We’d gone perhaps a km from camp when Criton and Nyati spotted the first tracks on the sandy trail. Their competence and skill is evident from the start. “two young bulls” is the verdict, mysteriously divined from track size, shape, gait and probably intuition and sorcery. They obviously know what they are doing. Despite their huge size, tracks of elephant are not always obvious.

We follow a few hundred meters, and those tracks join up with a couple more. More bulls. Here and there we find some stunted domestic watermelons growing in the sand, the seeds spread in the droppings of crop raiding elephant. The spoor heads towards the river, and we follow to a open and tracked up salt lick area where some years before the camp had discarded used salt from the skinning sheds. Impala flush at our approach, leaping and gliding alternately over the grassy valley. Tracks of our elephants mingle with those of kudu, wildebeest, and a lone eland before turning towards the river. A couple of the fresh tracks are clearly big old bulls. Worn at the heel, pads cracked and creviced, and each as long as two of my footprints together end to end. They’ve gone over to the other side of the river valley and into the teak forest.

We hopped in the Toyota Landcruiser and tried the crossing. Water is deep here and the front end bottomed out, differential hanging up on the mud with wheels spinning in the muck. I’ve wondered for a while now what the limits of traction are for those amazing safari vehicles, and we just found out. Criton, Nyati & Eddy get out and wade to the front, pushing us out of the deep, muddy hole.

An hour or so later we’ve picked up the tracks on the north side of the vlei after a long detour on alternate trails and crossing the main ford to the east. Time to load up and head out. This moment is the true starting point of a lifetime dream, or ambition of mine. We’re on foot, following the tracks of the most cherished, controversial, dangerous, and impressive game animal in the world. I’m excited as can be, cautious and nervous and trying to focus while keeping in mind my responsibilities.

Monique is just a few paces behind. I carry a rifle, and that helps ease my fears while she does not. I think she’s braver than me.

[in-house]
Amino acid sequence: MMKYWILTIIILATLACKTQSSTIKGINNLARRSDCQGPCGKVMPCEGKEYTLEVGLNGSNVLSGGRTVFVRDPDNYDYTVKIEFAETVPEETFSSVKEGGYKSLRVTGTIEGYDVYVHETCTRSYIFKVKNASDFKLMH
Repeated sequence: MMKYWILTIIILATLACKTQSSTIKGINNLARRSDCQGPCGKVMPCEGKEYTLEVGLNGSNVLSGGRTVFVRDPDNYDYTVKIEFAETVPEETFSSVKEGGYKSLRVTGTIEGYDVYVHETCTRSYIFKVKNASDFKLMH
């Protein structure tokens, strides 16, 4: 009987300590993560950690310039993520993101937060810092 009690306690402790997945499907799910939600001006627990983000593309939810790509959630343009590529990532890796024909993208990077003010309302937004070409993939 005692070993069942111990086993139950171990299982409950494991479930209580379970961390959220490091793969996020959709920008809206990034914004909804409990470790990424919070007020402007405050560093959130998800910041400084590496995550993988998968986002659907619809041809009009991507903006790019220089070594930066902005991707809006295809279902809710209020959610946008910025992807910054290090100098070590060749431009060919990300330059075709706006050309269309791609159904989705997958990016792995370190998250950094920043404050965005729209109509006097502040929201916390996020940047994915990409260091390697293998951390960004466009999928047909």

The bush is mostly tall teak, with many lower thorn bushes and some big acacias, a few pod mahogany, beautiful lead woods, ebony, and a variety of other species. It’s the “green” season. Hot and humid. A few mopane bees flit around our eyes, nostrils and ears, seeking sweat. Sweat drips from us, gluing shirts to our backs. The trackers are wearing coveralls and seem fresh and tireless. The sandy soil between the trees is almost covered with tall grasses, some reaching over our heads. Visibility ranges from 30 meters to arms length.

Criton is in the lead, walking with a fairly smooth gait despite having one leg shorter than the other. A few years before he had been stepped on by a charging elephant, which crushed his pelvis. It was just one of many dangerous animals he and Nyati have faced while employed by CMS Safaris. Despite an injury that would have ended the career or life of most anyone else, he recovered and still loves hunting elephant. His attention is mostly on the track, while scanning ahead and listening intently as he moves. He notices numerous details I don’t completely comprehend.

Nyati is next. He’s tall and quiet, and moves with a slow but very assured pace. He aspires to be a Professional Hunter and certainly has enough practical hunting experience. He and Criton have been a professional tracking team for more than twenty years. They are arguably the best in the business, perhaps best in the world.

Their skill while following and reading the tracks is amazing. Most of what we follow isn’t really tracks. Just small disturbances in the soil and vegetation. Nyati stays in synch with Criton and Alan through subtle communications. A nod, a waved hand, chin thrust or finger points to items of interest. We have to imagine what most of it means, so occasionally he whispers a word or two to explain to us illiterates what’s really going on.